As It Happens

Why activists say the Oxford Dictionary of English results for 'woman' are sexist

Maria Beatrice Giovanardi says the Oxford Dictionary of English results for "woman" are sexist and derogatory — and at least 30,000 people agree with her.

Examples and synonyms in online definition include 'maid,' 'wench' and 'bitch'

Women's rights advocates are calling on the Oxford Dictionary of English to change how it displays online results for the word 'woman.' (Premio Stock/Shutterstock)

Maria Beatrice Giovanardi says the Oxford Dictionary of English results for "woman" are sexist — and at least 30,000 people agree with her.

The London-based marketing consultant and women's rights advocate has signed an open letter and launched an online petition calling on the publisher to address "completely unacceptable" language in the dictionary's online search results, including synonyms such as "wench" and "bitch."

"Let's say like a little boy or like a little girl goes in and, like, looks for that definition," Giovanardi told As It Happens host Carol Off. 

"It's not like a history book that explains the oppression of women or something. It's just derogatory words and ... sentences put in the middle of the internet without giving any context."

The open letter — published in time for International Women's Day on March 8 — is signed by the leaders of several women's rights organizations, including the Women's Equality Party and the Women's Aid Federation of England. The associated petition had more than 32,000 signatures as of Thursday.

Oxford University Press, which publishes the dictionaries, says it's in the process of making changes to how it displays the definitions.

'Don't be daft, woman!'

The core of the problem isn't the definition itself, which simply reads: "An adult human female." Rather, it's the associated synonyms and illustrative phrases. 

For example, looking up synonyms for "woman" on Lexico, an online dictionary powered by Oxford, yields examples like, "chick," "bint," "popsy," and "maid."

Under the online definition are example sentences like, "Don't be daft, woman!" and "God, woman. Will you just listen?"

In most cases, the problematic synonyms are labelled with descriptors like "archaic" or "derogatory."

The phrases and sentences, meanwhile, also include some positive or neutral examples, like "a woman doctor" and "woman of letters."

Some synonyms listed for 'woman' on the Oxford-powered online dictionary (

But Giovanardi says the derogatory examples are too prominent and prevalent.

What's more, because Oxford partners with tech companies like Google and Apple, it means people will often see the archaic terms right away and without context.

"It's in our phones. It's in our laptops," she said.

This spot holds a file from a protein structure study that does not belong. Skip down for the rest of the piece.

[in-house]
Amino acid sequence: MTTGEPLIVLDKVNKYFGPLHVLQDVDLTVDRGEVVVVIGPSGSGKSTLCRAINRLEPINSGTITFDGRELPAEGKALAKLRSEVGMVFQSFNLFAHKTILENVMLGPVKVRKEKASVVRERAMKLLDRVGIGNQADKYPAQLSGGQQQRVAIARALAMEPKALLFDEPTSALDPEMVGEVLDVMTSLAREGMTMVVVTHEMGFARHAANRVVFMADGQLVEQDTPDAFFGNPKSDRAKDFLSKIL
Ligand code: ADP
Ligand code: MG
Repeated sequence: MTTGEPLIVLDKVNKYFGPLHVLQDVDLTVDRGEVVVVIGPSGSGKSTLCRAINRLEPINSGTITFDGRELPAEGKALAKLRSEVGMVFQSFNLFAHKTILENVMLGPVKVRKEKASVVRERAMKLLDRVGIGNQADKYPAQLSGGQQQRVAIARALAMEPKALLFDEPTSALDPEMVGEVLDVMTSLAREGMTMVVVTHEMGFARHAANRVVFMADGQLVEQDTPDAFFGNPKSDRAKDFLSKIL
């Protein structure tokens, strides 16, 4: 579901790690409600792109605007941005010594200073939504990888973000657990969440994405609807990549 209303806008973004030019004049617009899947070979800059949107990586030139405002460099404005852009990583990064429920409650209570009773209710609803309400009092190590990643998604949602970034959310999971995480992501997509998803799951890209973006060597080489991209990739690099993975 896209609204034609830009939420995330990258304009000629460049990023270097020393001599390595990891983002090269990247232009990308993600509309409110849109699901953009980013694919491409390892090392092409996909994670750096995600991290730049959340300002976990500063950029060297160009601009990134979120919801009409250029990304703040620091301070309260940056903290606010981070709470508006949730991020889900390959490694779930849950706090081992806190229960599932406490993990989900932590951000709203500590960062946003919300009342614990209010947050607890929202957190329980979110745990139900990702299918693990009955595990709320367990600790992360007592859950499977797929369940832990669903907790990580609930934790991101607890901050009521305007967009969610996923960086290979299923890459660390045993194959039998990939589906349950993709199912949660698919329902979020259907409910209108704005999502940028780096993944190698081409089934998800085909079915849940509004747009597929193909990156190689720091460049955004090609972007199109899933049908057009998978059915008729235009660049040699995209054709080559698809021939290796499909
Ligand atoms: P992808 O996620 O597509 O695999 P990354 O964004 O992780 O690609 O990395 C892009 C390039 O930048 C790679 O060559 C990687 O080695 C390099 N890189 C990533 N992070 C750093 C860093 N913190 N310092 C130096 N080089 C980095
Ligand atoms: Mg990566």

"It's an everyday use dictionary that has a different purpose, and that purpose is to show current use of the word."

Some of the example sentences listed under the definition of 'woman.' (

Her petition calls on the dictionary to:

  1. "Eliminate all phrases and definitions that discriminate against and patronise women and/or connote men's ownership of women;
  2. Enlarge the dictionary's entry for 'woman';
  3. Include examples representative of minorities, for example, a transgender woman, a lesbian woman, etc."

Giovanardi noted that looking up "man" doesn't yield similarly derogatory results.

Oxford says listings are under review

In an emailed statement to As It Happens, an Oxford University Press spokesperson says the publisher has reviewed the listings for "women" and "girls" and will make changes to improve the labelling of examples that are considered derogatory or dated.

An image from an online petition calling on the Oxford Dictionary of English to make changes to its results for the word 'woman,' (

"Our dictionaries reflect rather than dictate how language is used. This is driven solely by evidence of how real people use English in their daily lives. This independent editorial approach means that our dictionaries provide an accurate representation of language, even where it means recording senses and example uses of words that are offensive or derogatory, and which we wouldn't necessarily employ ourselves," the spokesperson said.

"In cases where words and uses may be considered offensive, they are clearly labelled as such. This helps our readers to understand the connotations of terms when looking them up and also acts as a lasting record of the way in which language evolves."

The updates will be "visible across various platforms in the next few weeks," the spokesperson said. 

Giovanardi says she's "trying to be hopeful" about the response.

"But I'm feeling like they're not going to change 100 per cent of it. They're not going to meet all of our demands. But let's see," she said.

 "In our opinion, labelling something offensive is not enough."

Written by Sheena Goodyear. Interview with Maria Beatrice Giovanardi produced by Tayo Bero. 


  • An earlier version of this story referenced the Oxford English Dictionary. In fact, the dictionary in question is the Oxford Dictionary of English.
    Mar 06, 2020 11:47 AM ET